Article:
Jim Chanos: China is still the biggest real estate bubble in history

Jim Chanos: China is still the biggest real estate bubble in history


Your revelations on China by the way, were early and right. I mean how frustrating was that relative to the received wisdom from the outer layer. It’s funny because we get chided a lot even today there, you know, well, you said China would be in smoking ruins by now, you know, it’s still going strong and mean while0 the China has been probably the best short you could have had for the last ten years. Because every other market has doubled and tripled and China’s been flat to. The FXI when we started looking at China was, I think, 41 and I think, it closed last night at 41 and that was late ’09 so it was 10 years ago but what really intrigued us about China was what we had seen in previous real estate bubbles. So, one of our big calls in late 80s at Kynikos was the commercial real estate bubble in the US
-All right. and the tax laws had changed people hadn’t figured out that the tax law had just put a torpedo into the ocean liner and we’re still building and still doing tax shelter deals and then everything collapsed and then we looked at things like Japan in 1989. We looked at Ireland and Spain in 2007 and what stunned us was the size of the residential real estate market and to this day it still stuns us in China. It is the biggest real estate bubble in history and still is 10 years into it. They’re still building a 1.8 billion square meters a year of residential, which is 20 million apartments. Because the average Chinese apartment is 90 square meters and we’ve long gone past “Wow build it and they will come” and the rural people will move into because these apartments aren’t affordable for people who are moving from rural to urban they are only being built at this point for speculation and it is about depending on how you want to figure out the ancillary real estate stuff. It’s anywhere from 20 to 25 percent of their GDP. Investment is still 45%-46% of China’s GDP and residential real estate is about half of that and it’s stunning, I mean, I always joke the world’s most important single asset class is Chinese flat prices.
-I mean, it’s… guys if you can show slide 31 in the current macro deck, where we… I arguably anchor on this because I think it’s what drove, you know, first of all CAT wouldn’t be back to where it’s gone to if this didn’t happen, but you know the Chinese stimulus yeah still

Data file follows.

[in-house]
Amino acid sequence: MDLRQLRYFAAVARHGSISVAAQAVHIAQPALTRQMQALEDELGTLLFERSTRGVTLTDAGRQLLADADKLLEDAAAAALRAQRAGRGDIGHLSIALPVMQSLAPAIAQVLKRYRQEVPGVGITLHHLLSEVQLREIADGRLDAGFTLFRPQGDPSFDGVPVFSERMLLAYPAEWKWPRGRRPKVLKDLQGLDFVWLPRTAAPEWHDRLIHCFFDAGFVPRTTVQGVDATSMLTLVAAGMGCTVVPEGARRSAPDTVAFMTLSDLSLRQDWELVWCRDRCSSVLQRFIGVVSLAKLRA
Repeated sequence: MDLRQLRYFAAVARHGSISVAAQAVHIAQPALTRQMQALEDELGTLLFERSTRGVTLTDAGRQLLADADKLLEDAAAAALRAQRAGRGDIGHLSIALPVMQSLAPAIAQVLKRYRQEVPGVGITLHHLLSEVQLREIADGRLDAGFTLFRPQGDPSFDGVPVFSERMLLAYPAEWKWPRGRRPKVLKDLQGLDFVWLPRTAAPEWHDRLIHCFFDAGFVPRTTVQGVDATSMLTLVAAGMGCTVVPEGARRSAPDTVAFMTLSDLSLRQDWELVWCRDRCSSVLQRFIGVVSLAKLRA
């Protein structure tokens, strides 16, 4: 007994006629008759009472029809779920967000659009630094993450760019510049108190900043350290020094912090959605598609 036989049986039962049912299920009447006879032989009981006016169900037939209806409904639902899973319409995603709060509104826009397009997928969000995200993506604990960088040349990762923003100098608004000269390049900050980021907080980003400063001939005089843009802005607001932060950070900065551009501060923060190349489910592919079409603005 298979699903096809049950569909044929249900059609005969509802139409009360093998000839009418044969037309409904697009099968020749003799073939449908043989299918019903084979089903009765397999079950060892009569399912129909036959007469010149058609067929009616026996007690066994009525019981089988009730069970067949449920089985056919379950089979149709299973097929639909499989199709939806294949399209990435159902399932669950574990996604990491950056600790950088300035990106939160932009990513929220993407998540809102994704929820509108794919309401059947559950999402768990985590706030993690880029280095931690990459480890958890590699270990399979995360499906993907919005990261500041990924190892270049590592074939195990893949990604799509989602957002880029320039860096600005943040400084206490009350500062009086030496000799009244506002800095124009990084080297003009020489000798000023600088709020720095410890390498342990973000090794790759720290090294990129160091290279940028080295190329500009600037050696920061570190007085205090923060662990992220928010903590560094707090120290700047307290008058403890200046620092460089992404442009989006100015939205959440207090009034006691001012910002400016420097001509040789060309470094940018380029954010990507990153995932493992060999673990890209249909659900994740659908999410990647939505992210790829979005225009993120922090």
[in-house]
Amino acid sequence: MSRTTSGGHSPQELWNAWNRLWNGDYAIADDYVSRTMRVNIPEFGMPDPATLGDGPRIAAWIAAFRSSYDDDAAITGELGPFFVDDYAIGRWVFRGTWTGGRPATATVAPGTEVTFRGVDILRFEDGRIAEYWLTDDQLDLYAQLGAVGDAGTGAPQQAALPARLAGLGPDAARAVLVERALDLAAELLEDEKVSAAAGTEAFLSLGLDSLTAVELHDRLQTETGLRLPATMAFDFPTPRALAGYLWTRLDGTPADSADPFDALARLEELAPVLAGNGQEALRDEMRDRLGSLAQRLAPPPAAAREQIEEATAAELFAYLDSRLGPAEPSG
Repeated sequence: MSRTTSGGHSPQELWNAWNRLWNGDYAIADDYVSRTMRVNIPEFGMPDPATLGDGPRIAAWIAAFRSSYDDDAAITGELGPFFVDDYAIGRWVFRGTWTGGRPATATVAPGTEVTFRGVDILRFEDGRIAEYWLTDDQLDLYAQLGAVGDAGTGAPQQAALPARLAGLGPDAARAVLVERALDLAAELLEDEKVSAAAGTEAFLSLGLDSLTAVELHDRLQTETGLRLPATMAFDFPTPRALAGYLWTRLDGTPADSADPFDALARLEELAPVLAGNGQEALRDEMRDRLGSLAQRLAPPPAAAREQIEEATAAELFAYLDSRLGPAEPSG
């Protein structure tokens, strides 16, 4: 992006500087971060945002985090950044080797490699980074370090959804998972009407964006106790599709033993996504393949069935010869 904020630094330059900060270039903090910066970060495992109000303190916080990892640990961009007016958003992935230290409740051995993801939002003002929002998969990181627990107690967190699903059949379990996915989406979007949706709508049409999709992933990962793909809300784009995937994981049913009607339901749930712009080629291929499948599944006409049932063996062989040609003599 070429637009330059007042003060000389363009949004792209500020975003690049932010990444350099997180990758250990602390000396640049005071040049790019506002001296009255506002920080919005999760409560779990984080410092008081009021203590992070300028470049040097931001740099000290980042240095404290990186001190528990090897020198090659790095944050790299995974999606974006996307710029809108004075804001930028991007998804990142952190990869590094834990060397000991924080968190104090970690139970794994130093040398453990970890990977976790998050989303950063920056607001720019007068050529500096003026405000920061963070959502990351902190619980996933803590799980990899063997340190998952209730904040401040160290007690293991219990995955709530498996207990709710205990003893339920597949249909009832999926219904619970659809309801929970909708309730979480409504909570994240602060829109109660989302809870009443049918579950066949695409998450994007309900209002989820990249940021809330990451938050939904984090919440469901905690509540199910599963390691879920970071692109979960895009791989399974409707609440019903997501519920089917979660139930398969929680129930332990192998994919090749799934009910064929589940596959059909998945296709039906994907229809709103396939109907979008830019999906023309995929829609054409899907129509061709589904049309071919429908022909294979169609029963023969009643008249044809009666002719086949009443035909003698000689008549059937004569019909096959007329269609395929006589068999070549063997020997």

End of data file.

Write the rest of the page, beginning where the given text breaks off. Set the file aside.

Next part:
-I mean, this just didn’t stay up that’s the amazing they are still building this line is basically secondary industries I’m showing on this slide. Secondary industries in China which would include everything that you basically just said, which is heavy construction, partly empty cities, empty apartments, the most cement ever used in human history. I mean, so, if you just look at the rate of change of that line what’s interesting about that line to me Jim is that even if they’re making up the numbers the rate of change of that line
-Yeah continues to slow, slow and slow despite easing base effects, which means that you should be showing some even cyclical acceleration here right and the October numbers in China fully loaded even with shadow financing loans that they’re reporting are horrible. If you’re making up the numbers, make up less bad numbers.
-So, we’ve looked… the proxy for that is we try to get a check… because again the Chinese numbers… I always say it’s bad apples to bad apples So, we try to look at rate of change
-Okay But, one of our checks there’s also… We monitor all the publicly traded banks in China and look at both asset growth and loan growth. Loan growth because it’s loan growth and then
-Right asset growth because all kinds of other shadow banking stuff usually in China ends up on banking balance sheets in one way shape form or another. Receivables from other banks, investment products and so we try to look at that growth year over year and it was slowing. It’s interesting. It got down in spring of a year ago, first quarter of ’18. The year-over-year growth came all the way down to about nominal GDP in terms of the aggregates of all the banks. Got down to about eight, nine percent, seven, eight nine percent year-over-year, which was a sort of nominal GDP and these are nominal dollars and that’s when the deleveraging…